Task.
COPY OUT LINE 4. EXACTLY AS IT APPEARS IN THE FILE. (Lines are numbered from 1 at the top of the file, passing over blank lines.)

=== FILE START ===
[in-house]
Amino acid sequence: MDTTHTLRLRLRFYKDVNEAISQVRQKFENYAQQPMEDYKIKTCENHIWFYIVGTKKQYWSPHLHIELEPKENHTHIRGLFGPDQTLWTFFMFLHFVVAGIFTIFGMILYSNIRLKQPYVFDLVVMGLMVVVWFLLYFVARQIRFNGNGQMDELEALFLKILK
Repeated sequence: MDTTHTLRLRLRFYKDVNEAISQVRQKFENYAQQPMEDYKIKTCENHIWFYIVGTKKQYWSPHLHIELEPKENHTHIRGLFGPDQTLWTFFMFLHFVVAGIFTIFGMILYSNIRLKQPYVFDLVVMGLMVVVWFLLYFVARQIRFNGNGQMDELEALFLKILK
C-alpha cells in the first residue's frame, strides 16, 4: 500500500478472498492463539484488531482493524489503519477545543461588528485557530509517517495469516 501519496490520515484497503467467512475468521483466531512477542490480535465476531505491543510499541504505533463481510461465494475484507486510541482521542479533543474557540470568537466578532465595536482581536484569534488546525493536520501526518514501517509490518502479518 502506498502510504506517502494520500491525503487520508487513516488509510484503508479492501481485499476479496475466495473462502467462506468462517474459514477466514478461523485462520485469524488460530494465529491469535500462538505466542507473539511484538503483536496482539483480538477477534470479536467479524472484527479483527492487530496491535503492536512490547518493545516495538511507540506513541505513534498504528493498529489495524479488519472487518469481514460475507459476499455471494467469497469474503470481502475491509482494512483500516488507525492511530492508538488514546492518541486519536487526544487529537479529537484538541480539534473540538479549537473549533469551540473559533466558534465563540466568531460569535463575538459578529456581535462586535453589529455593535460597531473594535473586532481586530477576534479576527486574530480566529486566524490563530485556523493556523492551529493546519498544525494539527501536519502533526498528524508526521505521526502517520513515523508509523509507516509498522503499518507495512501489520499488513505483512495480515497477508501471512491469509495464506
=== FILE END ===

C-alpha cells in the first residue's frame, strides 16, 4: 500500500478472498492463539484488531482493524489503519477545543461588528485557530509517517495469516 501519496490520515484497503467467512475468521483466531512477542490480535465476531505491543510499541504505533463481510461465494475484507486510541482521542479533543474557540470568537466578532465595536482581536484569534488546525493536520501526518514501517509490518502479518 502506498502510504506517502494520500491525503487520508487513516488509510484503508479492501481485499476479496475466495473462502467462506468462517474459514477466514478461523485462520485469524488460530494465529491469535500462538505466542507473539511484538503483536496482539483480538477477534470479536467479524472484527479483527492487530496491535503492536512490547518493545516495538511507540506513541505513534498504528493498529489495524479488519472487518469481514460475507459476499455471494467469497469474503470481502475491509482494512483500516488507525492511530492508538488514546492518541486519536487526544487529537479529537484538541480539534473540538479549537473549533469551540473559533466558534465563540466568531460569535463575538459578529456581535462586535453589529455593535460597531473594535473586532481586530477576534479576527486574530480566529486566524490563530485556523493556523492551529493546519498544525494539527501536519502533526498528524508526521505521526502517520513515523508509523509507516509498522503499518507495512501489520499488513505483512495480515497477508501471512491469509495464506